A coalition mistaking failure and harm for success

By Bernadette Meaden
October 20, 2014

In a brilliant piece in the Guardian, Ha-Joon Chang comprehensively demolishes the economic ‘recovery’ claimed by the coalition government, dismissing as an ‘economic fairytale’ its claims of success.

Ha-Joon Chang concentrates on economics, forensically taking apart the illusory recovery, and points out that the almost universal acceptance of this narrative by mainstream media and the political class "has allowed the coalition to pursue a destructive and unfair economic strategy, which has generated only a bogus recovery largely based on government-fuelled asset bubbles in real estate and finance, with stagnant productivity, falling wages, millions of people in precarious jobs, and savage welfare cuts."

A similar litany of damage dressed up as reforming success could be compiled regarding public services. In one area after another, cuts have reduced services to a shadow of their former selves, with the mainstream media not seeing scandals where they abound, and opposition politicians often showing a strange lethargy and lack of righteous anger.

In the NHS, a massive top-down re-organisation has diverted resources, talents and energies away from patient care and into fostering competition and marketisation. With what should be one of the most damning political admissions ever, senior Conservative officials are reported to have said that the NHS reforms were a "huge strategic error" which David Cameron didn't even understand. If true, this means the Prime Minister, having promised ‘no top-down reorganisation of the NHS’, then set about a massive reorganisation which he did not even understand.

In education, a drive to create free schools and academies has fragmented the system, taking resources away from perfectly good schools, and far from raising standards, has created unaccountable schools which perform worse than those left under Local Authority control.

In the prison service, cuts and staff shortages have produced what the prison service ombudsman has described as a “rising tide of despair” with an average of more than six prisoners a month now taking their own lives.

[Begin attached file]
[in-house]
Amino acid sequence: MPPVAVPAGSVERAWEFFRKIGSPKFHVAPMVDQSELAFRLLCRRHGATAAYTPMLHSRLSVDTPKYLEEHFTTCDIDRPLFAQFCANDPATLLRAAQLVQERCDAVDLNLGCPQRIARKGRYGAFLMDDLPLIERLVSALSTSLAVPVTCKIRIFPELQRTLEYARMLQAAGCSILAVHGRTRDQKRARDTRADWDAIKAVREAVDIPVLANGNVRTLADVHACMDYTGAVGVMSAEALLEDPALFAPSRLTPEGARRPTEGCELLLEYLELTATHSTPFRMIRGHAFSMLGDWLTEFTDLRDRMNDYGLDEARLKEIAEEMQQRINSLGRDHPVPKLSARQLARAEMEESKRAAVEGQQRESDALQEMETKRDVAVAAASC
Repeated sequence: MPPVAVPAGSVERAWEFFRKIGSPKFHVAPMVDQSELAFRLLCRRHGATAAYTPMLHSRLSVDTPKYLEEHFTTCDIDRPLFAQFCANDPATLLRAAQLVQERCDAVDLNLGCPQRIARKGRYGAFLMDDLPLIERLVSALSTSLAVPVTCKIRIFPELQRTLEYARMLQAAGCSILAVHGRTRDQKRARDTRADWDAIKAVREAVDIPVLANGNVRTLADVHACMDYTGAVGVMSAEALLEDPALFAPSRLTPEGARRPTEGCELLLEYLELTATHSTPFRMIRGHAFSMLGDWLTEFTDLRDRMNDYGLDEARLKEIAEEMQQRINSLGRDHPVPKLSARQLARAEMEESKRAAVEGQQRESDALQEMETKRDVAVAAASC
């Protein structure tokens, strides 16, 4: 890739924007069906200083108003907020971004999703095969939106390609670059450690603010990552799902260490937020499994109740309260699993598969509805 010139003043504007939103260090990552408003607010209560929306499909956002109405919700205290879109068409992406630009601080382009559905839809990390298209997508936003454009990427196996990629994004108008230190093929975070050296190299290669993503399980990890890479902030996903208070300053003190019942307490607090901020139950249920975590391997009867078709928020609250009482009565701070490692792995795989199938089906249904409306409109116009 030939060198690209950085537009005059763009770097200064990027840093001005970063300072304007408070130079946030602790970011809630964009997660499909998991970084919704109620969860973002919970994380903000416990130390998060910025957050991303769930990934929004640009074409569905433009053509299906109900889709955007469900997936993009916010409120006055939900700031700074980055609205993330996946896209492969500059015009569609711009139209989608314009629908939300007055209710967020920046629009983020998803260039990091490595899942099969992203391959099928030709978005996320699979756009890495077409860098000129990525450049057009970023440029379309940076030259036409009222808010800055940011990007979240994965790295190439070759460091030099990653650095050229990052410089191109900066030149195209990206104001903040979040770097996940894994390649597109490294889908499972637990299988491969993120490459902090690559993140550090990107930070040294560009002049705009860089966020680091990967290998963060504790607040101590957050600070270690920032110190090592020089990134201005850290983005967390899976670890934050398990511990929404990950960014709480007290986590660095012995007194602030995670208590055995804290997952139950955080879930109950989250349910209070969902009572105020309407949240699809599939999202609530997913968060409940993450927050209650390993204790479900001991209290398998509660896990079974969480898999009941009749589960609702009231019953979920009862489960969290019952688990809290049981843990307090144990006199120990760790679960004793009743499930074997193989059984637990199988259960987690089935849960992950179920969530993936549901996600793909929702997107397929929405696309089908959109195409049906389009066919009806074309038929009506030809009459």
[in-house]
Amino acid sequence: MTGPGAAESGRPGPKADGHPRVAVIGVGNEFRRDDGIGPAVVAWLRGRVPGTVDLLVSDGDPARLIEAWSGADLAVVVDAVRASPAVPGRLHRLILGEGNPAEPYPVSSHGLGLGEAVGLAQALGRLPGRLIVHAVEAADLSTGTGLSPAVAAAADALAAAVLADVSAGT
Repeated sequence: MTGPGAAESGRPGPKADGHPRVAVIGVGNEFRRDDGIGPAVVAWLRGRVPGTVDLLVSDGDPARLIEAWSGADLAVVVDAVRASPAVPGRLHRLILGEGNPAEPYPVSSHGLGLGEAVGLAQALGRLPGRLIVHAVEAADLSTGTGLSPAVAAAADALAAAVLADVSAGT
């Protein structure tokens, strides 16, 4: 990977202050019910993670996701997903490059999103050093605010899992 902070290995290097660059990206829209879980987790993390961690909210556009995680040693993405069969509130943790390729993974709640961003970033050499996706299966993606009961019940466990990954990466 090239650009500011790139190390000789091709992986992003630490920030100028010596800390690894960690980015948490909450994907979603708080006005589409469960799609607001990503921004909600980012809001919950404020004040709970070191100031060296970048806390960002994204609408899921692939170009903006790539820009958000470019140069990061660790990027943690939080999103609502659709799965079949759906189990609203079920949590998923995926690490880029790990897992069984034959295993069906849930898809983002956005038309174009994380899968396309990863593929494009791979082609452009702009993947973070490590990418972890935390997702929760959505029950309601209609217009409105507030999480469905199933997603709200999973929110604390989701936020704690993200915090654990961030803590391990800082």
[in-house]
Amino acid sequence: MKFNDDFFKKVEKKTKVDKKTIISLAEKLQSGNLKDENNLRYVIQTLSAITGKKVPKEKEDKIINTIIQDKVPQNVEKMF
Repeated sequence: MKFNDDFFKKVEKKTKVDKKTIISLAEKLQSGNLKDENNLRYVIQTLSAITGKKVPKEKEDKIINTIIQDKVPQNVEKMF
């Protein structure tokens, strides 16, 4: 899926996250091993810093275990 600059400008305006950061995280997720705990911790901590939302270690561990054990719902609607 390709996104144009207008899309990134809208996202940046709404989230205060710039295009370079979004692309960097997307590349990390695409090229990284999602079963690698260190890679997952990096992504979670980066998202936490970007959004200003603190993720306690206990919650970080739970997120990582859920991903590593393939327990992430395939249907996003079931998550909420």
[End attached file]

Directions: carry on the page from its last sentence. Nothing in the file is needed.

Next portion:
As for the impact of welfare reform: when campaigners link this to deaths, they are accused of being extremists, but there are a growing number of cases where a Coroner has made the link between a death and the impact of welfare ‘reform’. A simple Google search will reveal many such stories. Stories like that of David Clapson, who when he died of diabetic ketoacidosis three weeks after his benefits were sanctioned, had no food in his stomach, no money for the electricity meter and could not keep a fridge running to keep his insulin chilled. Many similar stories don’t make it into the national press, only being reported in their local newspapers.

Whilst producing an economic recovery that is almost entirely illusory, the Coalition has managed to severely damage the public services which are most vital to maintaining a decent society. It is a miserable record of failure and harm.


© Bernadette Meaden has written about political, religious and social issues for some years, and is strongly influenced by Christian Socialism, liberation theology and the Catholic Worker movement. She is an Ekklesia associate and regular contributor. You can follow her on Twitter: @BernaMeaden

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